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Eight Roles of a Charter School Board Member

board governance Nov 07, 2019
 

No other singular variable is more important for the health and vitality of a school
then the way it is governed. Every failure of a charter school can be traced back, in some form or fashion, to the board that governs the school. 

Whether the board is comprised of parents, educators, community volunteers, or other individuals, proper delineation of roles is essential.

Board members who do not have a clearly definable role may, on their own, create a personal role that may not fit the best interest of the board.

This confusion over roles can create resentment amongst members; encourage mediocrity, lead to frustration, loss of trust, and poor governance. To help board members focus on long- term planning and resist the tendency to micromanage, charter school boards should develop clear governing roles and responsibilities for all charter school board members and review them annually.

Take 10 minutes to watch the linked video and download a copy of the critical roles that I have identified through not only my almost decade of experience training  board's nationally, but my five years as a charter school board member. 

If you'd like a copy of the visual graphic and table: Download a PDF copy of here. 

The Roles and Responsibilities of a Charter School Board (Miller, 2019)

Roles of the board:

What should this look like?

How Often?

Establish and Evaluate Student Outcomes.

The board should establish the desired student outcomes each year (short and long term) with the assistance from the head of school in the areas of academics, core values, and skills mastered. The board should see progress on these specific goals at minimum quarterly (if available).

Quarterly

Establish a healthy working relationship with the Head of School.

The board should work in collaboration with the Head of School to ensure there are clear expectations for reporting (what is reported and how often), communication channels (i.e. parent or staff complaints), and who is responsible for what.

Monthly

Establish and monitor management compliance with policies

The board creates the box that the operations team and stakeholders work within. Policies should be clear and broad to allow the operations team to develop and implement processes that result in the desired culture. Without policies, there is little guidelines or control for management. The policy manual is a living document. It should be reviewed annually (Governance Committee) and have stakeholder input.

Annual Review

Approving/terminating contracts. (Employee and specific third party)

Since employees are employees of the nonprofit, it is recommended the board approve all employee contracts. The board should have a hiring policy in place for the management team to create a process from. There should be a policy regarding what level (dollar amount) of third-party contracts should be approved by the board. All contracts are vetted and evaluated by the Head of School – who makes recommendations to the board.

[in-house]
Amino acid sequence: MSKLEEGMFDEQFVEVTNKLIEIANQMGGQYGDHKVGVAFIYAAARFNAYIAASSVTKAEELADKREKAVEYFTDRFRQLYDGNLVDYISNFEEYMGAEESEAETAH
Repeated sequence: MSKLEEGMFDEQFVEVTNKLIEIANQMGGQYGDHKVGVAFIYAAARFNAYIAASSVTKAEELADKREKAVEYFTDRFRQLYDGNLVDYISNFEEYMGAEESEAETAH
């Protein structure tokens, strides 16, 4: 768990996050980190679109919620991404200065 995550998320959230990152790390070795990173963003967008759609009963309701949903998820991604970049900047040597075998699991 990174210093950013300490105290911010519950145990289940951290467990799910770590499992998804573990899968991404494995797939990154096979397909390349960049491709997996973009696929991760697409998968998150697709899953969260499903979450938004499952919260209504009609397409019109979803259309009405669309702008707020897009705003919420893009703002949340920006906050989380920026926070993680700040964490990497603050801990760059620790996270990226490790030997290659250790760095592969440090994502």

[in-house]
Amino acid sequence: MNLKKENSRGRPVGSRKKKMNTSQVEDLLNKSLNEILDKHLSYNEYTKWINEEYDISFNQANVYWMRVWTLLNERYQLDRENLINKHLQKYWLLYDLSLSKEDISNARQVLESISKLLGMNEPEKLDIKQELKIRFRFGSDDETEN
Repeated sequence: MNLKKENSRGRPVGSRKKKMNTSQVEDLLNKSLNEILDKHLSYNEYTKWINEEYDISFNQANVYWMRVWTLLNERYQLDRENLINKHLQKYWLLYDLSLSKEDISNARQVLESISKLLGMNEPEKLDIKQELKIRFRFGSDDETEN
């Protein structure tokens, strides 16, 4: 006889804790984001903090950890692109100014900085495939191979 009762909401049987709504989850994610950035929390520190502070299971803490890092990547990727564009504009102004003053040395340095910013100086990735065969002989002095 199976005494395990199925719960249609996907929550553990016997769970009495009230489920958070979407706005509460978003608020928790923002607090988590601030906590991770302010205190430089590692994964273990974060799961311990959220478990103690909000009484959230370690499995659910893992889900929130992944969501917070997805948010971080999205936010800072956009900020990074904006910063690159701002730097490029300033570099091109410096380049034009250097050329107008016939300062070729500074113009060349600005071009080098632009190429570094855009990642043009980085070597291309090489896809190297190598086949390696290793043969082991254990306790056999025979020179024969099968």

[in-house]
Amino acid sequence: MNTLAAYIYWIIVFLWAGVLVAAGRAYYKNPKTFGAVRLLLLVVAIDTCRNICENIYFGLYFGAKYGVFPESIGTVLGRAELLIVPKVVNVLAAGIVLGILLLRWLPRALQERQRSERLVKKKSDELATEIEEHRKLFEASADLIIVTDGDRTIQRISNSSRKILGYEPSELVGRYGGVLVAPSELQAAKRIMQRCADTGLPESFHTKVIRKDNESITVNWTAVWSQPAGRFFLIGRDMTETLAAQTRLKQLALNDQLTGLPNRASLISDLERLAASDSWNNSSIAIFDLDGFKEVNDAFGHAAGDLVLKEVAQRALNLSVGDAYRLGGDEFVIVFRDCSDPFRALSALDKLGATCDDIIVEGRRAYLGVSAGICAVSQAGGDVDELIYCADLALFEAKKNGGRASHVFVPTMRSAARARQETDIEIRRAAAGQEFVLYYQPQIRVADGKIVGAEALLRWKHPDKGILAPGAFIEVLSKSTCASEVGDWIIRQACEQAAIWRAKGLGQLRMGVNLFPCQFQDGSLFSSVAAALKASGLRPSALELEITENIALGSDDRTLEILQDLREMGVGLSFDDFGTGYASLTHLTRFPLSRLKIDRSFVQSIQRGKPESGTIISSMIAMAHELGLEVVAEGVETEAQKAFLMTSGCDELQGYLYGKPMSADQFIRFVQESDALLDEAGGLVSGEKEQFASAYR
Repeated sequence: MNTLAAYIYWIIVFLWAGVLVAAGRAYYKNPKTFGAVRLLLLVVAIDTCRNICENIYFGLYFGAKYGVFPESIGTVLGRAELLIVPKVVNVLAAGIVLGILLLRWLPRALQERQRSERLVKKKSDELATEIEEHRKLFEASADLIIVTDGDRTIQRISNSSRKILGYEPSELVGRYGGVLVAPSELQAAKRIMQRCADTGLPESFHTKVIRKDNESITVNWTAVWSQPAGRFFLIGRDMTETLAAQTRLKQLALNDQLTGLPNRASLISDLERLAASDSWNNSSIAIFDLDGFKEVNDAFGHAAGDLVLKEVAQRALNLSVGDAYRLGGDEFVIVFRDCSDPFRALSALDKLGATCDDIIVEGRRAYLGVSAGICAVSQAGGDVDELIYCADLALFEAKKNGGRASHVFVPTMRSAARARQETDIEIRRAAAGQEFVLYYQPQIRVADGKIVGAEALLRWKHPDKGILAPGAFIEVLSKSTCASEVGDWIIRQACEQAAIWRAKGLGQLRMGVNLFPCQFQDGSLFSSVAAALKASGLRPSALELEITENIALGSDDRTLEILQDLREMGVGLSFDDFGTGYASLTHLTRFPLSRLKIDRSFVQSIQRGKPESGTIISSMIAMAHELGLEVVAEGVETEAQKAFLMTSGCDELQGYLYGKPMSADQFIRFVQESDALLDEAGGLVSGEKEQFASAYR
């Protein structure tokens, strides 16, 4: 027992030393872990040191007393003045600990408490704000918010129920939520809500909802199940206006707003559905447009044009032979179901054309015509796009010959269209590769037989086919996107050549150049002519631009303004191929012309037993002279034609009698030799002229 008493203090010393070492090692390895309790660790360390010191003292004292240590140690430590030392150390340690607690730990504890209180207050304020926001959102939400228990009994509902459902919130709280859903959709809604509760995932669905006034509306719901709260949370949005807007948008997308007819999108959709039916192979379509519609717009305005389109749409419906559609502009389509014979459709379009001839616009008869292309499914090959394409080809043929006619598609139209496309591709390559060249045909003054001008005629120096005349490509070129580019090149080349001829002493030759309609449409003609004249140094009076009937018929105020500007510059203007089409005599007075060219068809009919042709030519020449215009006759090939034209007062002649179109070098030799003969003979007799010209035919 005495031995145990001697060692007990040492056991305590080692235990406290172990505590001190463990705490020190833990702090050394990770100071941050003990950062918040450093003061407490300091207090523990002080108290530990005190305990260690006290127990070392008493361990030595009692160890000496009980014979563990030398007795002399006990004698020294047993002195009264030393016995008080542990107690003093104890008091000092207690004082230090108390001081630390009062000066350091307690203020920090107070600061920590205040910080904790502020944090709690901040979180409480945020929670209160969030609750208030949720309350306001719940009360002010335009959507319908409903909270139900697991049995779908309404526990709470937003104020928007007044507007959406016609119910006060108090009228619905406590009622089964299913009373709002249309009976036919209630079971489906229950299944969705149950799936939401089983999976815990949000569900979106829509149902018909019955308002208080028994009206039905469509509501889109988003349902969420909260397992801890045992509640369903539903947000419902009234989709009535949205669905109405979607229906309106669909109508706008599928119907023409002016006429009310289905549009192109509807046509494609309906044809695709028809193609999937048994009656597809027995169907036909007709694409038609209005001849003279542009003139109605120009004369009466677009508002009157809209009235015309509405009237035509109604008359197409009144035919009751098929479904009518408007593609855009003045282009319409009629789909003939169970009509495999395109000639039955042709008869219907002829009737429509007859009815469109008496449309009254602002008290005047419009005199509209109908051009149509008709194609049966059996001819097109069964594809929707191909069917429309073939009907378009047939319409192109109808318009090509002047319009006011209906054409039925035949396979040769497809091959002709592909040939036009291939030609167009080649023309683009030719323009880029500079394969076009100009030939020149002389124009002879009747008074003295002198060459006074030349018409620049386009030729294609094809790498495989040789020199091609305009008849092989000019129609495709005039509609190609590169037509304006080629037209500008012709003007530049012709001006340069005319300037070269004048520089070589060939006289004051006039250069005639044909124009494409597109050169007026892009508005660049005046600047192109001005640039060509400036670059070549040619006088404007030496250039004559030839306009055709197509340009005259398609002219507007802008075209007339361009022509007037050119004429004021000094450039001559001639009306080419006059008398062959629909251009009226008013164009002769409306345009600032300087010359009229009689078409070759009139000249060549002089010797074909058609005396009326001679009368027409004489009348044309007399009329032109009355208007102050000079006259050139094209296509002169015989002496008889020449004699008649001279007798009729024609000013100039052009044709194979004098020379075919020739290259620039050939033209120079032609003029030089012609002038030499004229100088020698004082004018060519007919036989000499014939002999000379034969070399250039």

Annually

Evaluate the executive. (Evaluation should lead to growth plan).

The head of the school should have an evaluation that is based upon the school’s progress in accomplishing the organization’s goals, their ability to carry out the job description, satisfaction of the majority of teachers and stakeholders, how they manage finances, adhere to local, state and federal policy and the state’s authorizer. There should never be a “gotcha” in the evaluation. Areas for personal and professional growth are identified based on the results.

Mid-Year and Final

Oversee and approve the use of operational finances.

The board should approve the final budget (budget created by the finance committee and head of school). The board should approve a clear policy of how the school operates within the budget line items, who has access to funding, and how often the budget should be reviewed. Based on school’s history – there could be a quarterly deep dive and monthly snapshot.

Monthly

Establish and monitor organization's goals (focused on renewal).

A school with no targets will never miss. The board should be setting the direction for the organization in terms of academics, finances, and legal compliance. There should be annual and long-term goals for each. These are the goals in which the management and governing board are evaluated on.

Evidences could be monthly to annually

Developing the board’s capacity to understand governance.

The board should have its own professional development plan and work towards “getting better” each month as a team. A team that completes, not a team that competes. This could be a training from the school’s operation team on the education plan to a presentation by a third party on the school’s financial audit.

Monthly

If you are open to a discussion about these roles and responsibilities, and how you can ensure they are implemented with fidelity on your board message me at [email protected] 

Click here to learn more about our board training programs. 

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